jQuery in Action, 3rd edition
The moose likes Beginning Java and the fly likes override of exception Big Moose Saloon
  Search | Java FAQ | Recent Topics | Flagged Topics | Hot Topics | Zero Replies
Register / Login
JavaRanch » Java Forums » Java » Beginning Java
Bookmark "override of exception" Watch "override of exception" New topic

override of exception

nil lin

Joined: May 04, 2004
Posts: 4
At first,we can use "throws" to throw exception,
only checked exception can be override,right?
then, there are two rules for override,
how to explain those rules?
thanks a lot!!*^^*
Ernest Friedman-Hill
author and iconoclast

Joined: Jul 08, 2003
Posts: 24199

Welcome to JavaRanch!
The term "override" isn't normally used to describe anything to do with exceptions, and I'm afraid I've got no idea what you mean by "two rules." Perhaps you could explain your question a bit more, and perhaps include code if that would help.

[Jess in Action][AskingGoodQuestions]
Wayne L Johnson
Ranch Hand

Joined: Sep 03, 2003
Posts: 399
Let me take a stab at it. There are basically two types of exceptions you'll run into, "java.lang.Exception" and "java.lang.RuntimeException".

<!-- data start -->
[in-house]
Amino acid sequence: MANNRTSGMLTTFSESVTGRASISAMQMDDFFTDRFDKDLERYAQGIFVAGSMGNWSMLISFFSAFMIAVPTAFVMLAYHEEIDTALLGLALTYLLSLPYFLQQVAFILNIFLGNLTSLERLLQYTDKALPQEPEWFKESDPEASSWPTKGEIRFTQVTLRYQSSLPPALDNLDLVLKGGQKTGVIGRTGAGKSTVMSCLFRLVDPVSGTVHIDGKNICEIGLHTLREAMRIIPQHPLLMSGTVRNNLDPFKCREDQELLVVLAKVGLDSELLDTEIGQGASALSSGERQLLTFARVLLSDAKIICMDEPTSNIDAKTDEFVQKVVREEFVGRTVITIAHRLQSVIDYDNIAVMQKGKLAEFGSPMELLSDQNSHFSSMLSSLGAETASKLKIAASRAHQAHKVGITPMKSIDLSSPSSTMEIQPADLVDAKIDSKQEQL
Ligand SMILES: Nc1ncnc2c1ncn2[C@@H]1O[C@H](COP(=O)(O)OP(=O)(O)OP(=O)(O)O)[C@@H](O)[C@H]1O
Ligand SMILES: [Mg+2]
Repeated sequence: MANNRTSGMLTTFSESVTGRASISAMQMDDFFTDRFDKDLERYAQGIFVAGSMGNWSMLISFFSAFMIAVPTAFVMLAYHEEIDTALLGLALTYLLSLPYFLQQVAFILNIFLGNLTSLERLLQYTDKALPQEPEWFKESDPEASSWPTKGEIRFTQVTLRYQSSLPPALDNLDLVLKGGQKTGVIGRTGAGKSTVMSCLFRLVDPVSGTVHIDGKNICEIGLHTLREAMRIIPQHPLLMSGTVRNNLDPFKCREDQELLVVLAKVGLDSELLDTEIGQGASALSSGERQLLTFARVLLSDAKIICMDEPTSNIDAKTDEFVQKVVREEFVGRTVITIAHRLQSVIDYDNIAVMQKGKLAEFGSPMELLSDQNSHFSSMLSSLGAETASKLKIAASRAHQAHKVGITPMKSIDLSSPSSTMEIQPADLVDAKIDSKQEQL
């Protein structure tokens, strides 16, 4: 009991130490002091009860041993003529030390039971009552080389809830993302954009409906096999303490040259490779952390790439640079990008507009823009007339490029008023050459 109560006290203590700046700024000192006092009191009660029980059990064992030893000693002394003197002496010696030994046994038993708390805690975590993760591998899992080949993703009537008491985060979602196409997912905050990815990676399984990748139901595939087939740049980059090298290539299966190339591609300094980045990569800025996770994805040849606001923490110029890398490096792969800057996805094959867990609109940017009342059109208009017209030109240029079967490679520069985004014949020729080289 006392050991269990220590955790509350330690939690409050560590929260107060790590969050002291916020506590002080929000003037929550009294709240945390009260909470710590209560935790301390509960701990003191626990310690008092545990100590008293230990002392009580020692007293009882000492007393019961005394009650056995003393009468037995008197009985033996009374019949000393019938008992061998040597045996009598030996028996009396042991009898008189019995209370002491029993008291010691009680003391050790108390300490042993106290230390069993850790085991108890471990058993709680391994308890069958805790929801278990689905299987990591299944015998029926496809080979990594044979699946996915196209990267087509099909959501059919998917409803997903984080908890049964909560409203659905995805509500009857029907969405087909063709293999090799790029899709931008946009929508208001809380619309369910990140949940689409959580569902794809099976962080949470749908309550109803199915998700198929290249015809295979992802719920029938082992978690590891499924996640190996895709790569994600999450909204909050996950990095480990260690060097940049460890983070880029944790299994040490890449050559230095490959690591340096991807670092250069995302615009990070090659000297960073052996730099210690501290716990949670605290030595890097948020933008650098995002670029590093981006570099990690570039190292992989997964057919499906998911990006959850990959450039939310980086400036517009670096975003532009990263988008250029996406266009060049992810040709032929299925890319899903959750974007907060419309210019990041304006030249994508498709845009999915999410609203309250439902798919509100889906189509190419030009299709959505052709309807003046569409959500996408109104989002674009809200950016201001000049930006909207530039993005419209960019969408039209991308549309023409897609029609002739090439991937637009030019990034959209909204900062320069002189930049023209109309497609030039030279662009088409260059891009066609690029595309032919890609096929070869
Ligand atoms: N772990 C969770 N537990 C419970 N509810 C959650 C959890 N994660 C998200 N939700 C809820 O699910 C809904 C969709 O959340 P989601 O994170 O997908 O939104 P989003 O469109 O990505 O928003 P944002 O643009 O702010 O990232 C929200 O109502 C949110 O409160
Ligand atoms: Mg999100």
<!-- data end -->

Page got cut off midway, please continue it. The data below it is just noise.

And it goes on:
They function the same way in most respects. You can create your own exception classes that extend either one of them, and if you throw them in a method you have to include it in the "throws ..." clause in the method header.
The major difference is that if you call a method that throws something that subclasses "java.lang.Exception", it MUST be referenced inside of a try/catch block. If you call a method that throws something that subclasses "java.lang.RuntimeException," you do not have to catch it.
Look in the Java API documentation staring at java.lang.Throwable and from there you can navigate to "Exception" and "RuntimeException" to read more about it.
I agree. Here's the link: http://aspose.com/file-tools
subject: override of exception
It's not a secret anymore!